This small foxglove plant was growing in the forest undergrowth near an opening in the trees.
The large salmonberry bushes in the forest were bright with new leaves and blossoming bright fuschia flowers. On this sunny day, they were beautifully lit up across the forest.
This type of seaweed wasn't as common as most of the seaweed that covered the beach, but every once in awhile I would come across a small piece of this purpleish red seaweed with tiny bumps.
Clusters of mussels were found on sticks, branches of trees, and large rocks in the tide flats. They were usually found next to barnacles.
This type of seaweed was attached to the rocks nestled by barnacles on many of the larger rocks in the tideflat areas. It has a pod-like structure and a bumpy texture.
I spotted this birds nest on a very high up branch in the forest. I do not know what kind of bird or creature made it, but it was quite large, and made with sticks that stuck out in all directions.
I was lucky enough to have my camera with me when a robin landed close by and looked straight at me. It seemed larger than most robins.
I saw several of these tall grass and brush area between the forest and the beach. They had new clumps of leaves and there were several old red rose hips still attached.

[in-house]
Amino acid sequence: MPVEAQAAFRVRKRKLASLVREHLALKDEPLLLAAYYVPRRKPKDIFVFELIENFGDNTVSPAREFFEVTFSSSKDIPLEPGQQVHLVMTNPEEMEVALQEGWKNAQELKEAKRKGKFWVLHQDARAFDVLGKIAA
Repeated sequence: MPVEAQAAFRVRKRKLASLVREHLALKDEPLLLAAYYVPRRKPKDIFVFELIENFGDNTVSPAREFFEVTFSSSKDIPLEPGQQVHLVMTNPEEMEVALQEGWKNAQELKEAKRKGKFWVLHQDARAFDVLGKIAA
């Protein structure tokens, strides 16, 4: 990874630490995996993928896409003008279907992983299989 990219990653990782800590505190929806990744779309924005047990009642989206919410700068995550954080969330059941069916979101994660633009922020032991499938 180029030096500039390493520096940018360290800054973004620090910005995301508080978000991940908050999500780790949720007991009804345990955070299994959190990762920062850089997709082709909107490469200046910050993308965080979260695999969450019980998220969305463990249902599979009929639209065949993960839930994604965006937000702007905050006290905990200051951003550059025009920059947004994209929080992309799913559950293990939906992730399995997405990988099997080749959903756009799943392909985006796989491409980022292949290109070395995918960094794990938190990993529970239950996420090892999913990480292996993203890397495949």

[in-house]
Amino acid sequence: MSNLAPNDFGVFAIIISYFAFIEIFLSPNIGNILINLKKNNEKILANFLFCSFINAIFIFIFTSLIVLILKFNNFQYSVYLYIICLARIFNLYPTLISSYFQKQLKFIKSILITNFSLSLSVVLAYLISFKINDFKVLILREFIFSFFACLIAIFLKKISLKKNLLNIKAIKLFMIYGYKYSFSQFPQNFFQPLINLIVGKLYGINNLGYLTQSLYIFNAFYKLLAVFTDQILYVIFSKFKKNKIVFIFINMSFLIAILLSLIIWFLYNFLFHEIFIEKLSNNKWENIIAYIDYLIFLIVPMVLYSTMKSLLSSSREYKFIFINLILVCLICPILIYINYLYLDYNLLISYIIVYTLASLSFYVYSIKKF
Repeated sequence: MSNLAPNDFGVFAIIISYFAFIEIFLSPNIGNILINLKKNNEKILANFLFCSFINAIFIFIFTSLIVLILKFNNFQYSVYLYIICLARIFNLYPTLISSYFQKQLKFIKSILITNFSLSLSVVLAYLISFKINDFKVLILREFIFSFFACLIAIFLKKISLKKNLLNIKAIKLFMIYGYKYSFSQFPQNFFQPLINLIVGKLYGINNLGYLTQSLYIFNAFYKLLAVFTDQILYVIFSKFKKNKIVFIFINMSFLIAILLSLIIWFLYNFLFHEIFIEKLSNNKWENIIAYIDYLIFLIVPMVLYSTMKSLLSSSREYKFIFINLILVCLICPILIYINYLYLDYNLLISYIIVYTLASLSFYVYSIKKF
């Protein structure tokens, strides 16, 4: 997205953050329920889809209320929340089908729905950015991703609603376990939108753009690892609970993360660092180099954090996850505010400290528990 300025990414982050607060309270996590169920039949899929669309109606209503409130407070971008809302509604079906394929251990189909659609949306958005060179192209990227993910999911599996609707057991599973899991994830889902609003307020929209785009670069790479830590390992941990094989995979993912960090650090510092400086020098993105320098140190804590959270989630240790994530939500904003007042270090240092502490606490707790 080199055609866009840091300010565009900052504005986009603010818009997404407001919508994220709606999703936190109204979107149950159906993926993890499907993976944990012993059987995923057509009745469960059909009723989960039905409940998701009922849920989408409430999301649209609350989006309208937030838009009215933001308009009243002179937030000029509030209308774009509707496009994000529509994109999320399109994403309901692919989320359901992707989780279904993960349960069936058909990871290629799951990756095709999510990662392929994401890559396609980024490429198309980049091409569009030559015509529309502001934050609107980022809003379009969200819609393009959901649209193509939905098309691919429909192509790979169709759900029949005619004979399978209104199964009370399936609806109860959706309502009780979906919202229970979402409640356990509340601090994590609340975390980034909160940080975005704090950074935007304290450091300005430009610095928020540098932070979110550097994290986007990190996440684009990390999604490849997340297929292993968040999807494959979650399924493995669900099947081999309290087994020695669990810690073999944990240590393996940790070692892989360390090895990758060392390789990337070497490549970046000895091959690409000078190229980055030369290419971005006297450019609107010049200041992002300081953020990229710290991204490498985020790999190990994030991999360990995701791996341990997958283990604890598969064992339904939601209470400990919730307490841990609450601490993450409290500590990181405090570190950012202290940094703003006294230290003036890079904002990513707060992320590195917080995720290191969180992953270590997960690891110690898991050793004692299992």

I saw several of these limpets nestled among the barnacles attached to the larger rocks at high tide.
There were many new small lady fern plants unravelling in the forest. They were only about a foot high, and some were much nearer to the ground and still in a curl form.
I saw many holly plants near the edge of the forest and very sparse holly plants in the forest. None of them had berries and they were not very tall.
I saw these red elderberry blossoms in the forest. They were still a little green but just about to bloom.
I saw these deer prints on the beach. There were many prints scattered in the sand and of varying sizes. I believe it was a black-tailed deer that made these because they are quite common in the Port Ludlow area.
There were many blades of American bachgrass, Ammophila breviligulata, that were growing on the beach berm near Pt. Ludlow Bay. At this time of year they seemed to be fresh sprouts.